Figure 2: The client’s perspective: why?
Robeco’s funds and mandates already offer a fair level of commitment to all three of these client needs. Over 90% of funds have an ESG-integrated investment approach, using financially material ESG integration to improve investment decisions. We have found that in 30% of cases in the credits market, an issuer’s fundamental rating is affected by ESG considerations, and for equities, on average, 7% of the valuation of global stocks can be attributed to ESG factors. In terms of performance, we have also found that a portfolio consisting of stocks with a positive ESG valuation adjustment actually outperformed. As a result of this, we are confident that structurally including ESG information in our investment processes helps improve our portfolios’ risk/return profile. We give an example of ESG integration in equities below.
Example of ESG integration in the food sector
Overall, we are rather negative on the food manufacturing sector. Packaged foods are frequently unhealthy, often as a result of the excessive use of cheap ingredients to prop up gross margins. Consumers are becoming increasingly aware of this and are moving away from highly manufactured products. This will have a negative impact on sales growth, which in turn will affect margins as a result of negative operating leverage. Replacing cheap sugar, salt and fat to make products consumer-relevant again will further require margin investments by food manufacturers. We are underweight this sector, but invest in some names with a healthier product portfolio. These are companies at the forefront of restructuring; those with significant R&D capabilities. As a result of this, we assume higher growth rates and margins for the company in the example below, than would have otherwise been the case, due to its better performance in terms of innovation/health and supply chain management.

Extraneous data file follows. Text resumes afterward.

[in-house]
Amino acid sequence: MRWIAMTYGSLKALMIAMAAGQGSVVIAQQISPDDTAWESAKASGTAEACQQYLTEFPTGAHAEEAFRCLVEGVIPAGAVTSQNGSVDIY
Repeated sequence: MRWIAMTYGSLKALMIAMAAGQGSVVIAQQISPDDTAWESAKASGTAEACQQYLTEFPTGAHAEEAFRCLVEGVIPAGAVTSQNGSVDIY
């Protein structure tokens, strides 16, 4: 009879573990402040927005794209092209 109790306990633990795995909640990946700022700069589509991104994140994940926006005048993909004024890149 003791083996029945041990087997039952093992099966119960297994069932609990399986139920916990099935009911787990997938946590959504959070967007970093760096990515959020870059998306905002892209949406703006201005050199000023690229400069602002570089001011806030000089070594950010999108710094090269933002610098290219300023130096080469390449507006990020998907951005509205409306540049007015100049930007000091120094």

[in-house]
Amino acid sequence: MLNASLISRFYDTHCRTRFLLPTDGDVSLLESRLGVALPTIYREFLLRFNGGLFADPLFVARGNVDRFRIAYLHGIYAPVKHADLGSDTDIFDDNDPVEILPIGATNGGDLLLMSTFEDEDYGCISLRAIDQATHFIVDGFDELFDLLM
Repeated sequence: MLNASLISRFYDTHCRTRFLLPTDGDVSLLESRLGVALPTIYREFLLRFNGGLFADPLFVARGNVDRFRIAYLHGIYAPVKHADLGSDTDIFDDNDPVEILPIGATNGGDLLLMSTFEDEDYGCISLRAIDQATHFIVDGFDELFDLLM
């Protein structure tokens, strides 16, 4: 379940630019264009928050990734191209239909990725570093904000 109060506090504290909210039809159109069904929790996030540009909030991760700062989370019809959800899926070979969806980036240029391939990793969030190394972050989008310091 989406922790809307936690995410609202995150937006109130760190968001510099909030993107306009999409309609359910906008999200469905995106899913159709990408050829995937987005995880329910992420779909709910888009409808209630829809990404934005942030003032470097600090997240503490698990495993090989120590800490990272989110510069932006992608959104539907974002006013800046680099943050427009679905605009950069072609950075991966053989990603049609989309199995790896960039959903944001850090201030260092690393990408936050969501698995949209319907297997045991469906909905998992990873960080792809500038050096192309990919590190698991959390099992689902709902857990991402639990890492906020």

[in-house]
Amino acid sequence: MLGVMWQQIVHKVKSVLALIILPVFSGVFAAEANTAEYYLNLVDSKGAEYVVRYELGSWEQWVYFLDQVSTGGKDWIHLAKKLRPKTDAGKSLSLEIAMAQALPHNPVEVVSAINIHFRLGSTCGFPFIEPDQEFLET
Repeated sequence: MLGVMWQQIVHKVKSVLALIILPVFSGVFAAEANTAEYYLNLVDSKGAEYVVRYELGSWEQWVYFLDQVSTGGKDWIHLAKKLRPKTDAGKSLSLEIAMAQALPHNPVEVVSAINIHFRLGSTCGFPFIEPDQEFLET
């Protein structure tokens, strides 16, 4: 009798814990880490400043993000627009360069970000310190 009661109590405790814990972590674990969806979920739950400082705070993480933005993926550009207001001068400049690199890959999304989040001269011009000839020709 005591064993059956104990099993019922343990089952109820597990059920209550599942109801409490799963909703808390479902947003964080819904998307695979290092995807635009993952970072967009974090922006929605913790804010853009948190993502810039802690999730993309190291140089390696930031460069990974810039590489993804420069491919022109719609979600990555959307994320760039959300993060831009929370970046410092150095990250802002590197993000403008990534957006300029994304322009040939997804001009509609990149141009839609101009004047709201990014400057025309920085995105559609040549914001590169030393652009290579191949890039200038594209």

Figure 3: Case example ESG integration in the food manufacturing sector
Besides ESG integration we also use active ownership (engagement and voting) as a tool to influence corporate behavior and make a difference for our clients. Lastly Robeco has an exclusion policy, more details of which can be found on our website.
For clients that want to go a step further, Robeco and RobecoSAM offer a Sustainability Focus range that includes thematic strategies that take advantage of long term sustainability trends and funds that have wider universe restrictions and explicit environmental footprint reduction parameters.
Are sustainability fund ratings a useful tool?